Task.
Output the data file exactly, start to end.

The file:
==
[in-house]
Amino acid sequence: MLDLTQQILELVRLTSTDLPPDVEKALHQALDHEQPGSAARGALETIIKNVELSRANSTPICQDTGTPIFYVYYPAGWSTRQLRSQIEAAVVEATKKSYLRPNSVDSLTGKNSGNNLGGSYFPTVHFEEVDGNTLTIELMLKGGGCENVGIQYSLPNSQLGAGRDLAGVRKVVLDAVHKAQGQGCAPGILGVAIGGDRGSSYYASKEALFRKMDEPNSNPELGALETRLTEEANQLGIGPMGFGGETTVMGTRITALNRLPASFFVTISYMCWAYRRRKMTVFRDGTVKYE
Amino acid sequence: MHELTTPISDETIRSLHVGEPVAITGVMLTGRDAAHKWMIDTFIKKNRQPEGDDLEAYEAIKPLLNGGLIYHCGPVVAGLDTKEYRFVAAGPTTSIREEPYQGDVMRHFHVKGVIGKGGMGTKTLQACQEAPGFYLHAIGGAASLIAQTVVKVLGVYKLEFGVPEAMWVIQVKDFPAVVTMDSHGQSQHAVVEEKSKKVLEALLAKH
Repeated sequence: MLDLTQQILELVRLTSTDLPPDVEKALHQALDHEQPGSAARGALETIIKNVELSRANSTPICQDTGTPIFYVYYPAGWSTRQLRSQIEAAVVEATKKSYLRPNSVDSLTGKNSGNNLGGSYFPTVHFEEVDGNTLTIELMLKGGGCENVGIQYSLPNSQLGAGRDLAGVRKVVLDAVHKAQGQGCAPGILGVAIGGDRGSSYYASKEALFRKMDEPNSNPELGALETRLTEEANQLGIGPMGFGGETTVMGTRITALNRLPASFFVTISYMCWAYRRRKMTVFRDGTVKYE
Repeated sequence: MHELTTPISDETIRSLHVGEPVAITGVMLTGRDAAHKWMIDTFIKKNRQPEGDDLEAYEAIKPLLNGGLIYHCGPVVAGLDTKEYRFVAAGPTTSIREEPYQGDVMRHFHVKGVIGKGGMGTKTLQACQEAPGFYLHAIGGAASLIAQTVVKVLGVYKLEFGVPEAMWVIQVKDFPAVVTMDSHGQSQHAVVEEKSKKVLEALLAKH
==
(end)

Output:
[in-house]
Amino acid sequence: MLDLTQQILELVRLTSTDLPPDVEKALHQALDHEQPGSAARGALETIIKNVELSRANSTPICQDTGTPIFYVYYPAGWSTRQLRSQIEAAVVEATKKSYLRPNSVDSLTGKNSGNNLGGSYFPTVHFEEVDGNTLTIELMLKGGGCENVGIQYSLPNSQLGAGRDLAGVRKVVLDAVHKAQGQGCAPGILGVAIGGDRGSSYYASKEALFRKMDEPNSNPELGALETRLTEEANQLGIGPMGFGGETTVMGTRITALNRLPASFFVTISYMCWAYRRRKMTVFRDGTVKYE
Amino acid sequence: MHELTTPISDETIRSLHVGEPVAITGVMLTGRDAAHKWMIDTFIKKNRQPEGDDLEAYEAIKPLLNGGLIYHCGPVVAGLDTKEYRFVAAGPTTSIREEPYQGDVMRHFHVKGVIGKGGMGTKTLQACQEAPGFYLHAIGGAASLIAQTVVKVLGVYKLEFGVPEAMWVIQVKDFPAVVTMDSHGQSQHAVVEEKSKKVLEALLAKH
Repeated sequence: MLDLTQQILELVRLTSTDLPPDVEKALHQALDHEQPGSAARGALETIIKNVELSRANSTPICQDTGTPIFYVYYPAGWSTRQLRSQIEAAVVEATKKSYLRPNSVDSLTGKNSGNNLGGSYFPTVHFEEVDGNTLTIELMLKGGGCENVGIQYSLPNSQLGAGRDLAGVRKVVLDAVHKAQGQGCAPGILGVAIGGDRGSSYYASKEALFRKMDEPNSNPELGALETRLTEEANQLGIGPMGFGGETTVMGTRITALNRLPASFFVTISYMCWAYRRRKMTVFRDGTVKYE
Repeated sequence: MHELTTPISDETIRSLHVGEPVAITGVMLTGRDAAHKWMIDTFIKKNRQPEGDDLEAYEAIKPLLNGGLIYHCGPVVAGLDTKEYRFVAAGPTTSIREEPYQGDVMRHFHVKGVIGKGGMGTKTLQACQEAPGFYLHAIGGAASLIAQTVVKVLGVYKLEFGVPEAMWVIQVKDFPAVVTMDSHGQSQHAVVEEKSKKVLEALLAKH